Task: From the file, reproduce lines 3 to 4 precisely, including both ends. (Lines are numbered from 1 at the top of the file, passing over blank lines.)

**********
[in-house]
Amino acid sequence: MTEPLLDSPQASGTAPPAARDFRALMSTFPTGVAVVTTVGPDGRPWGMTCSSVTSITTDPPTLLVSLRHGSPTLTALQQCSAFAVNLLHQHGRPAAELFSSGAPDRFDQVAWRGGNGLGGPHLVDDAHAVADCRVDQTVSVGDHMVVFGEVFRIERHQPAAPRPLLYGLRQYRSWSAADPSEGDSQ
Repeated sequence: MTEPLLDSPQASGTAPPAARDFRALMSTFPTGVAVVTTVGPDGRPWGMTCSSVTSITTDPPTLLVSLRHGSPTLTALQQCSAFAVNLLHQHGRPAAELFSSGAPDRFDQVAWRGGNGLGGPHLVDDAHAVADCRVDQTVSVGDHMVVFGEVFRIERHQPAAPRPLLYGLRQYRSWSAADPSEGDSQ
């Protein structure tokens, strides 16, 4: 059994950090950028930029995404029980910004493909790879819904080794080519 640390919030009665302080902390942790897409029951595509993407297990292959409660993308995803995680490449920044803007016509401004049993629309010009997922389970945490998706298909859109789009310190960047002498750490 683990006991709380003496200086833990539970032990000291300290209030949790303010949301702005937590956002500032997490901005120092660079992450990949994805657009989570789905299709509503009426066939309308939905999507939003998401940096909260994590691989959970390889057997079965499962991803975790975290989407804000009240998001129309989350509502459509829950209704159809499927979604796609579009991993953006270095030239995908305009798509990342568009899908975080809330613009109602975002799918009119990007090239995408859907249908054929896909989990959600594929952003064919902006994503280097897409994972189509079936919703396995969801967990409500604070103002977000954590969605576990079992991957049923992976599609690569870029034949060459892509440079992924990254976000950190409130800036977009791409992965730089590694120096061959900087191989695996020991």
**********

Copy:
Repeated sequence: MTEPLLDSPQASGTAPPAARDFRALMSTFPTGVAVVTTVGPDGRPWGMTCSSVTSITTDPPTLLVSLRHGSPTLTALQQCSAFAVNLLHQHGRPAAELFSSGAPDRFDQVAWRGGNGLGGPHLVDDAHAVADCRVDQTVSVGDHMVVFGEVFRIERHQPAAPRPLLYGLRQYRSWSAADPSEGDSQ
């Protein structure tokens, strides 16, 4: 059994950090950028930029995404029980910004493909790879819904080794080519 640390919030009665302080902390942790897409029951595509993407297990292959409660993308995803995680490449920044803007016509401004049993629309010009997922389970945490998706298909859109789009310190960047002498750490 683990006991709380003496200086833990539970032990000291300290209030949790303010949301702005937590956002500032997490901005120092660079992450990949994805657009989570789905299709509503009426066939309308939905999507939003998401940096909260994590691989959970390889057997079965499962991803975790975290989407804000009240998001129309989350509502459509829950209704159809499927979604796609579009991993953006270095030239995908305009798509990342568009899908975080809330613009109602975002799918009119990007090239995408859907249908054929896909989990959600594929952003064919902006994503280097897409994972189509079936919703396995969801967990409500604070103002977000954590969605576990079992991957049923992976599609690569870029034949060459892509440079992924990254976000950190409130800036977009791409992965730089590694120096061959900087191989695996020991």